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Bones-Part 2: What type of calcium should I take?

Calcium deficiency and bones

Low calcium levels can lead to osteopenia (slight bone loss) and osteoporosis (severe bone loss).

How to treat calcium deficiency

Only about 30% of women in the US get enough calcium from their diet alone. For women over 51 years of age and men age 70+, the RDA (Recommended Daily Allowance) increases from 1000mg per day to 1200 mg daily. One must make a conscious effort to consume enough calcium-rich foods to meet the required amount. For example, an 8-ounce cup of low-fat plain yogurt contains 415mg of calcium. Fortified orange juice, cheeses, sardines (with bones), kale, and chia seeds are among other dietary sources of calcium. It is a good idea to calculate how much calcium you get from your foods and make up the deficit by taking the right calcium supplement.

The two most popular and widely available forms are calcium carbonate and calcium citrate. Calcium carbonate contains 40% elemental calcium and requires stomach acid to be absorbed by the body, therefore it should be taken with food. Calcium citrate, on the other hand, can be taken with or without food. Calcium citrate has 21% elemental calcium but is more readily absorbed. Calcium gluconate, lactate, or phosphate are also available, but they generally contain less absorbable calcium. Dicalcium Malate is one of the best forms of calcium (e.g. Osteoforce by Designs for Health).


Another important factor in taking calcium is the amount of calcium your body can absorb. Studies show that the body can only absorb 500 mg of calcium at a time. Therefore, it is best to divide the dose of your calcium supplement. For example, if you’re taking 1,000 mg of supplemental calcium, it is better to take 500 mg two times a day to optimize absorption.


Other ingredients that are recommended to be present in a calcium supplement:


Vitamin D- The sunshine nutrient, vitamin D, is necessary for calcium absorption and helps with bone turnover


Magnesium - Based on clinical data, magnesium(Mg) can contribute to bone formation. It is best to keep a 2:1 calcium to magnesium ratio since too much Mg seems to have negative effects on the bone


Vitamin K- Vitamin K is important for calcium to work better. Low vitamin K levels are associated with low bone mineral density and increased fractures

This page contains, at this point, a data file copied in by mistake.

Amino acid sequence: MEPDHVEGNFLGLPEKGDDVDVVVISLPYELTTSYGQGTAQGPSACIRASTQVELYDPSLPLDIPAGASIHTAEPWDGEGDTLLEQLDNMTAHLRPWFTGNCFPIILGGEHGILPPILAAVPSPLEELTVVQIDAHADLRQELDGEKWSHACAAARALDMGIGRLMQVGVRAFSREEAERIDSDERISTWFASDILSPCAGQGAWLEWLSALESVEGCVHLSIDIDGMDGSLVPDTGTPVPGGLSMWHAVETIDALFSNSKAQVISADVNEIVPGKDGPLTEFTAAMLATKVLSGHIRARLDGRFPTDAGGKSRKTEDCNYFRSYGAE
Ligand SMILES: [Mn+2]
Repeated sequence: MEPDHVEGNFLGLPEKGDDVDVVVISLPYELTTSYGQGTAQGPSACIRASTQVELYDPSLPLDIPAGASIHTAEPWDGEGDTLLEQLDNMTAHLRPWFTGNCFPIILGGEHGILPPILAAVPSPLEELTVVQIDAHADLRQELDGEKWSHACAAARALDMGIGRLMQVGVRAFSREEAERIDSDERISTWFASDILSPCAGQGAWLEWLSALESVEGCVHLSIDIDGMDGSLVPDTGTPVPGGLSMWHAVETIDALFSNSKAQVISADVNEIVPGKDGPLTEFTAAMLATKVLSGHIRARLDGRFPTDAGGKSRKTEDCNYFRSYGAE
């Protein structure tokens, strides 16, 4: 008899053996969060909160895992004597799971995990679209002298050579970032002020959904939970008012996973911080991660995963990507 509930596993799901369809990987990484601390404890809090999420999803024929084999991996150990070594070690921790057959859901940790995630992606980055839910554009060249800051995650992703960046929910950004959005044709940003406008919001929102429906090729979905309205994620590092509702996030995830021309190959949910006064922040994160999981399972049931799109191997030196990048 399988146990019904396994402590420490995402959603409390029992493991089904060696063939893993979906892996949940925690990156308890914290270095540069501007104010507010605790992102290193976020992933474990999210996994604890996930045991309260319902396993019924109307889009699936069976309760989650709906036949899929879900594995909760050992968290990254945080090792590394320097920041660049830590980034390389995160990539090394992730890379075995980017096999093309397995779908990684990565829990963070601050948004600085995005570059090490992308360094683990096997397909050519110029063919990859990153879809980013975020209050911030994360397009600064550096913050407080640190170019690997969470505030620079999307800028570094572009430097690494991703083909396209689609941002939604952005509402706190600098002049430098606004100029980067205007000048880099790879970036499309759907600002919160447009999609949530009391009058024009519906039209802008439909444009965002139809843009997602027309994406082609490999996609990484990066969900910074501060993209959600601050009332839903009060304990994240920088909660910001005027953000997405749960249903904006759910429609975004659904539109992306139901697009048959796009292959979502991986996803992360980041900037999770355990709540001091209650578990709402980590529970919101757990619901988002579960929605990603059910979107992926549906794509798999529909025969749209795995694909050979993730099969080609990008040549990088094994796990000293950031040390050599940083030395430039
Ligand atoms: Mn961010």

Zinc- Zinc helps to increase bone formation and mineralization


Copper- Copper helps keep bones flexible and strong


Manganese- Manganese is essential in forming the bone matrix. Calcium and other minerals are then deposited into the matrix


Potassium- Studies have shown that in older women, potassium intake has a positive correlation with bone health


Boron- Boron and calcium work together to strengthen bones


Vitamins C is critical in maintaining the balance necessary for healthy bone mass and is also required for the synthesis of healthy collagen, the primary structural protein in bones


Side effects


While taking calcium supplements, side effects including gas, constipation, and bloating may occur. In general, calcium carbonate is the most constipating. You may need to try a few different brands or types of calcium supplements to find one that you tolerate the best.


Interactions


Calcium supplements can interact with many prescription medications, such as thyroid hormones, some blood pressure medications, antibiotics, and calcium channel blockers. Ask your doctor or pharmacist about possible interactions and which type of calcium supplement would work for you.


Supplement form

Calcium supplements come in a variety of forms, including tablets, capsules, chews, liquids, and powders. If you have trouble swallowing pills, you may want a chewable or liquid calcium supplement. Click here to see Dr. Green's recommendation for great supplements.